Silk Industry, So. Manchester, Conn., U.S.A.
The dressing room takes the pierced cocoons and the filatures after the washing process and completes the cleaning process by removing all dirt, chrysalis shells and foreign matter. This dressing machine consists of a large wheel upon the surface of which the lengths of fibre are fastened, as they come from the picker machine. As this wheel revolves, the fibre is carried past two rapidly revolving rollers, the surfaces of which are covered with a fine needles. As the silk passes through the rollers the needles comb out all of the chrysalis shells, sticks and other foreign matter, which have not been removed previously. The needles also straighten the fibre in the lengths attached to the large wheel and pull off the shorter fibres which cling to the rollers.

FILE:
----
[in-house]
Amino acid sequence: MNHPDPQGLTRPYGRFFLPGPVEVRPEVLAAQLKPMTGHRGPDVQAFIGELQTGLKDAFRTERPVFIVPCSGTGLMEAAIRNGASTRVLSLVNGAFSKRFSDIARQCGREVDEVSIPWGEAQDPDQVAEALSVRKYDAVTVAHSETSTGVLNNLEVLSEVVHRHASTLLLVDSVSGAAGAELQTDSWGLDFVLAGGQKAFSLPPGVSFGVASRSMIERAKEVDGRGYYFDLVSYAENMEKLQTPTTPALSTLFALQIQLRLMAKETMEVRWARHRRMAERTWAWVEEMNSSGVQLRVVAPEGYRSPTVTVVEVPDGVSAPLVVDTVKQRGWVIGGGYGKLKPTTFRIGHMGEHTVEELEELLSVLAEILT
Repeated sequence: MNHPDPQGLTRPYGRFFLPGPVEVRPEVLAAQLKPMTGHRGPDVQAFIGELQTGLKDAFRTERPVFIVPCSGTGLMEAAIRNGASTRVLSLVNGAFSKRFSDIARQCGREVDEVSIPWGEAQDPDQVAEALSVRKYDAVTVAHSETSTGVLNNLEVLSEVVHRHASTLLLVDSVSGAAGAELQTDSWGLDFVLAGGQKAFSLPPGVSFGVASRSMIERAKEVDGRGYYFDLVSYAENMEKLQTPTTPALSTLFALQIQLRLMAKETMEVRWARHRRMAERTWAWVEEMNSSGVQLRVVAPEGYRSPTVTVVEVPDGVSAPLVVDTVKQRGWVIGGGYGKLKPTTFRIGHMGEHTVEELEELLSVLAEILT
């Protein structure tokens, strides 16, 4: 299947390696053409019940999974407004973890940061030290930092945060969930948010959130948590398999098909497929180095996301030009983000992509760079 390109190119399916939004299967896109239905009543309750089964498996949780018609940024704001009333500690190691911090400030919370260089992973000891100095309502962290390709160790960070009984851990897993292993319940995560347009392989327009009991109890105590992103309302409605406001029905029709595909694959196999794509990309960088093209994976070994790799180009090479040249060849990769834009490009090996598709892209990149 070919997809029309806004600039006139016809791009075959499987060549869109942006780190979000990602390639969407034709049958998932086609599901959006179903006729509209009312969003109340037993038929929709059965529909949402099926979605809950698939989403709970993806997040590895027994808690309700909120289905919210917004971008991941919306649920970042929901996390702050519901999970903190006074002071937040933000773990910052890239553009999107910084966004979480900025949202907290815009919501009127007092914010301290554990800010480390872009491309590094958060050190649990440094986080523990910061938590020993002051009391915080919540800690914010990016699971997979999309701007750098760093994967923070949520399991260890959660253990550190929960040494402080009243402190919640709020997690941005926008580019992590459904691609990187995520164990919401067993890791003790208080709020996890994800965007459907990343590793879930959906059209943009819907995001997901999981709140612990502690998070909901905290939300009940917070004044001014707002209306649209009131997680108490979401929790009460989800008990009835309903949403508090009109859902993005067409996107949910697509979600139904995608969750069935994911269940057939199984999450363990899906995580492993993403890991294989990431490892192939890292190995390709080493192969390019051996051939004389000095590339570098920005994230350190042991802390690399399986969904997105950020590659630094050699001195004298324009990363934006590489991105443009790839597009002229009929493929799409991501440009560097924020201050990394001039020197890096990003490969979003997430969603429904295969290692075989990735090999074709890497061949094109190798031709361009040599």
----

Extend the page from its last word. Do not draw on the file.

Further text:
In the picture the large wheel with the lengths of fibres on the rods from the picker machine is seen in the right-hand upper part. In the lower part one of the rollers bearing the needles is shown. The boy is removing a "lap" of short fibres from its surface. The roller shown in the picture carries 68,000 needles. When the fibres have passed twice around the large wheel they are rolled up on cloths and removed as "flags."
The large dressing machine here shown was photographed in the plant of Cheney Bros., silk manufacturers in South Manchester, Conn. These machines are especially advantageous in that they do not require much attention, while they turn out a large amount of dressed silk, and that with unerring regularity.